Oxford researchers prove correct age of “Santa’s bone”

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Researchers at Oxford University have been radio carbon testing a bone fragment that has been alleged to be from St Nicholas – the historic Christian Saint that provided the inspiration for Father Christmas.

Whilst the tests have not confirmed that the bone is from St Nicholas, who is believed to have died around 343AD, it has been dated to his time period.

The tests were conducted on a pelvis bone fragment by researchers at Oxford Relics Cluster at Keble College’s Advanced Studies Centre.

The crypt of the Basilica di San Nicola in Bari, Italy has held relics of St Nicholas since the 11th century. It is said that the saint’s remains were transported there by a group of Italian merchants after his death in Myra following persecution from Emperor Diocletian.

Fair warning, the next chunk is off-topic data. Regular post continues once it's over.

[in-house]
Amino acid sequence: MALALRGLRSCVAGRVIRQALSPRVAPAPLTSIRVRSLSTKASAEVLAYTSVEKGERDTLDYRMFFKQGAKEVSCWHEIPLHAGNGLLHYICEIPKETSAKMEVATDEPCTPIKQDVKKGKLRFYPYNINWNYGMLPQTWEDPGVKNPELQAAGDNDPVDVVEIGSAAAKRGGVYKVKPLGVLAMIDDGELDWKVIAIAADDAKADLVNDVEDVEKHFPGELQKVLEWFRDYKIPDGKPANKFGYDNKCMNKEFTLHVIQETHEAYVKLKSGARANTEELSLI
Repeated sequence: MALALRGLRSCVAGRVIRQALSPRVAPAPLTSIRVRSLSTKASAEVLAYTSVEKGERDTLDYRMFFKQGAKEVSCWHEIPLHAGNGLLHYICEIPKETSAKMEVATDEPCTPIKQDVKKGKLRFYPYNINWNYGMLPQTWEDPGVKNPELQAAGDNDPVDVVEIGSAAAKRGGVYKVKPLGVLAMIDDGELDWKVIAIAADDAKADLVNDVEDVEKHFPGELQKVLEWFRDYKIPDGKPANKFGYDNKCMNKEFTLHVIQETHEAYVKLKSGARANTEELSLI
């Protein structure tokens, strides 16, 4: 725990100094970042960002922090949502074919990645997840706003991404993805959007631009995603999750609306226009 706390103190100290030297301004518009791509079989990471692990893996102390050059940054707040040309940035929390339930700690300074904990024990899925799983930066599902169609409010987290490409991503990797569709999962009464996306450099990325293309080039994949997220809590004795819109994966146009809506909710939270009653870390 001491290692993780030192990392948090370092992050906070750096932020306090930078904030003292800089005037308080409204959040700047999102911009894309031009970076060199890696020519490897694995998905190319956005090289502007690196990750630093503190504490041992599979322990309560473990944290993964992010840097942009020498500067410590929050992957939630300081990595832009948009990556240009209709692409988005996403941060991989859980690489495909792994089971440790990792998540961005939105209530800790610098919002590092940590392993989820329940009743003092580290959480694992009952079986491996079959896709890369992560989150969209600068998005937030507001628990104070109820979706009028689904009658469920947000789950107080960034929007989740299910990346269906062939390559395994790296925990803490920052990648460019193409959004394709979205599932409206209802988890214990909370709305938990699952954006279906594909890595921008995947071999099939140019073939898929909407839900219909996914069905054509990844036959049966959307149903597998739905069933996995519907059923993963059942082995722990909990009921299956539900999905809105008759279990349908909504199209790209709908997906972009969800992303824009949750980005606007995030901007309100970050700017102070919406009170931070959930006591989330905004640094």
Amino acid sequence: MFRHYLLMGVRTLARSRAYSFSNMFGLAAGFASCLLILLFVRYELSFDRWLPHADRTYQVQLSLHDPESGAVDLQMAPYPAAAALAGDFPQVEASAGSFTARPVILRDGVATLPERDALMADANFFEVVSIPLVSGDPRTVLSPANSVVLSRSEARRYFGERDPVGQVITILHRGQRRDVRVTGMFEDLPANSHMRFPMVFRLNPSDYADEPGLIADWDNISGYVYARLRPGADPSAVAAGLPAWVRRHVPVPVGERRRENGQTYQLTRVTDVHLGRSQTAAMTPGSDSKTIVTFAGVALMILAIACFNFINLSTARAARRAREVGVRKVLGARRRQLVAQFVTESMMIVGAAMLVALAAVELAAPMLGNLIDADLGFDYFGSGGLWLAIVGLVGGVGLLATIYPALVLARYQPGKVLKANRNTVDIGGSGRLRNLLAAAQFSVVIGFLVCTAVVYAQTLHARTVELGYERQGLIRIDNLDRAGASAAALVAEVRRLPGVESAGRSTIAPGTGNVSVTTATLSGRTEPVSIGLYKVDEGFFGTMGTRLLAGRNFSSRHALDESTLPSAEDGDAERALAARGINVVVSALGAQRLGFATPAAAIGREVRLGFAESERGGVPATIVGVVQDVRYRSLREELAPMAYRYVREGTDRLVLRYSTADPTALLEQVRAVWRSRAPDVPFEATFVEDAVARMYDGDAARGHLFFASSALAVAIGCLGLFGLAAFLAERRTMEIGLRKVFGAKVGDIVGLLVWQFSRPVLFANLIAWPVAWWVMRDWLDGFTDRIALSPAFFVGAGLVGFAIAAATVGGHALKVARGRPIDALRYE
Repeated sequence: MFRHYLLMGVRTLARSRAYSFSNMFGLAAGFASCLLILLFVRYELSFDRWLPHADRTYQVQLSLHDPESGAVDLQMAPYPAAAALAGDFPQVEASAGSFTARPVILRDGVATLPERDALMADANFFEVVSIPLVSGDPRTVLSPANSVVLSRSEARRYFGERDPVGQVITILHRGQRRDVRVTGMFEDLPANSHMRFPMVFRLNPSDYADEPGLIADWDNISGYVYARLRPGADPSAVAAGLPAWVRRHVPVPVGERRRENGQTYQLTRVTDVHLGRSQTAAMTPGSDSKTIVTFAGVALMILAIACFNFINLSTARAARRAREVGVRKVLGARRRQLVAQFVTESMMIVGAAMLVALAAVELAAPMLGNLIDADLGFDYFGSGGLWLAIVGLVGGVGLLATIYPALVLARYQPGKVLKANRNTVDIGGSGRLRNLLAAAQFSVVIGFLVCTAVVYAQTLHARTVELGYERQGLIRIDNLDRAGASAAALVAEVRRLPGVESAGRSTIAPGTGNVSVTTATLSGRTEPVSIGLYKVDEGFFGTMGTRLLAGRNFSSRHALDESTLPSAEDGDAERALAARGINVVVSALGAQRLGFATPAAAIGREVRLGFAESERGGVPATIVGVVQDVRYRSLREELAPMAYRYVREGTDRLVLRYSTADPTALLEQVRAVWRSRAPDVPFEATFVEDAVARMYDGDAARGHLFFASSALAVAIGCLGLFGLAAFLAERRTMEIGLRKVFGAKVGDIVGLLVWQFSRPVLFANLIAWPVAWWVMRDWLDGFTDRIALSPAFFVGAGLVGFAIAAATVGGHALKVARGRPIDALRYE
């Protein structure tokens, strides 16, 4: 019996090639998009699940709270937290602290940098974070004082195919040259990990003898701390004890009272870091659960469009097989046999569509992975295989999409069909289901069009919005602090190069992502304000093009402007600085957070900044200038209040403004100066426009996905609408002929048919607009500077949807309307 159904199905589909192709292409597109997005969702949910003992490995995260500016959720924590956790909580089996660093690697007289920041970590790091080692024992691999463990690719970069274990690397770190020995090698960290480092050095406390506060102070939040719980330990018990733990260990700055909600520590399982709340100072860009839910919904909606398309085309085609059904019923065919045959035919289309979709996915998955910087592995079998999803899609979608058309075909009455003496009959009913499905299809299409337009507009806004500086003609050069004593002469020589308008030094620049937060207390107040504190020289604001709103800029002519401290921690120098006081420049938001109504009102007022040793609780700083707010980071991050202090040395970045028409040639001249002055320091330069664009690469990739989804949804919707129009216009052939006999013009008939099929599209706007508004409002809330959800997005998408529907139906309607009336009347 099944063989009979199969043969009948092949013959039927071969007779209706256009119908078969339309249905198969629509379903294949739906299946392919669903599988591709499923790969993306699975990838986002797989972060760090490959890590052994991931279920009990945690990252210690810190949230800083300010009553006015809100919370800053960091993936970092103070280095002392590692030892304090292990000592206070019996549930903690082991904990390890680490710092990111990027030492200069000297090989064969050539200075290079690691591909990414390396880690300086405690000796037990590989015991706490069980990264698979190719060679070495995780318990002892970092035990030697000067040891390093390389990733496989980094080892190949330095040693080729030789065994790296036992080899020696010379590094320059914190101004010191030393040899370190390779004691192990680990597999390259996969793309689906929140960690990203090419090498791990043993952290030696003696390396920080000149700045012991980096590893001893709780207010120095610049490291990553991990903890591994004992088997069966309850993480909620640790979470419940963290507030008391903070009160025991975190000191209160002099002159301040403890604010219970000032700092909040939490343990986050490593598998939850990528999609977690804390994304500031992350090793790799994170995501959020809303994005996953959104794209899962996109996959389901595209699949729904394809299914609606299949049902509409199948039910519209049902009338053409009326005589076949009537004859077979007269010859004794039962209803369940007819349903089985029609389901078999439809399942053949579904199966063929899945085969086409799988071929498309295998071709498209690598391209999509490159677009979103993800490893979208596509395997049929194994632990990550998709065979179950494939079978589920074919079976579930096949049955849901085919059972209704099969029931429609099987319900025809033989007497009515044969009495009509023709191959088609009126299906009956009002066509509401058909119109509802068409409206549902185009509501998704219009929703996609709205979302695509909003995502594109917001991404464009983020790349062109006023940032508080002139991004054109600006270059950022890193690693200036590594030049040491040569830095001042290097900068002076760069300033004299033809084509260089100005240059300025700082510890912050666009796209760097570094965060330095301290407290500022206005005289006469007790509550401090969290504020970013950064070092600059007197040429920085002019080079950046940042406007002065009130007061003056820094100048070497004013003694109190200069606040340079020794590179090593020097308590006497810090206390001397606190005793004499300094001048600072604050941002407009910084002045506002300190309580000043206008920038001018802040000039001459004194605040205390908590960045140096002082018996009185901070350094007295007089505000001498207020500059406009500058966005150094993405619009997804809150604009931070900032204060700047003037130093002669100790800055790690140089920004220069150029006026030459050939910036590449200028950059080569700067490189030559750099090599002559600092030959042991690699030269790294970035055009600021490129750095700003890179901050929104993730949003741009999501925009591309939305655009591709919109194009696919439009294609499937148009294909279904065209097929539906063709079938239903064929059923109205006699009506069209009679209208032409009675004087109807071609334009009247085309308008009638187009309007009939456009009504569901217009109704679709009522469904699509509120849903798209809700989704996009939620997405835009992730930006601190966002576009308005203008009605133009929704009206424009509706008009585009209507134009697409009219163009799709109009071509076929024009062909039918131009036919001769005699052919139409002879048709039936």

Oxford researchers are keen to see if the pelvis fragment, which is from the left pubis (the lower part of the bone), matches the Bari relics which do not include a full pelvis, only the left ilium (from the upper part of the bone).

Many other relics have also been claimed to be bones from the saintly figure, including bones in a collection housed in a Venice church.

“Many relics that we study turn out to date to a period somewhat later than the historic attestation would suggest,” says Prof Tom Higham, co-director of the centre working with the bone fragment. “This bone fragment, in contrast, suggests that we could possibly be looking at remains from St Nicholas himself.”

However, he cautiously adds: “Science is not able to definitely prove that it is, it can only prove that it is not.”

Dr Georges Kazan, the other co-director of the centre, said: “These results encourage us to now turn to the Bari and Venice relics to attempt to show that the bone remains are from the same individual. We can do this using ancient palaeogenomics, or DNA testing. It is exciting to think that these relics, which date from such an ancient time, could in fact be genuine.”

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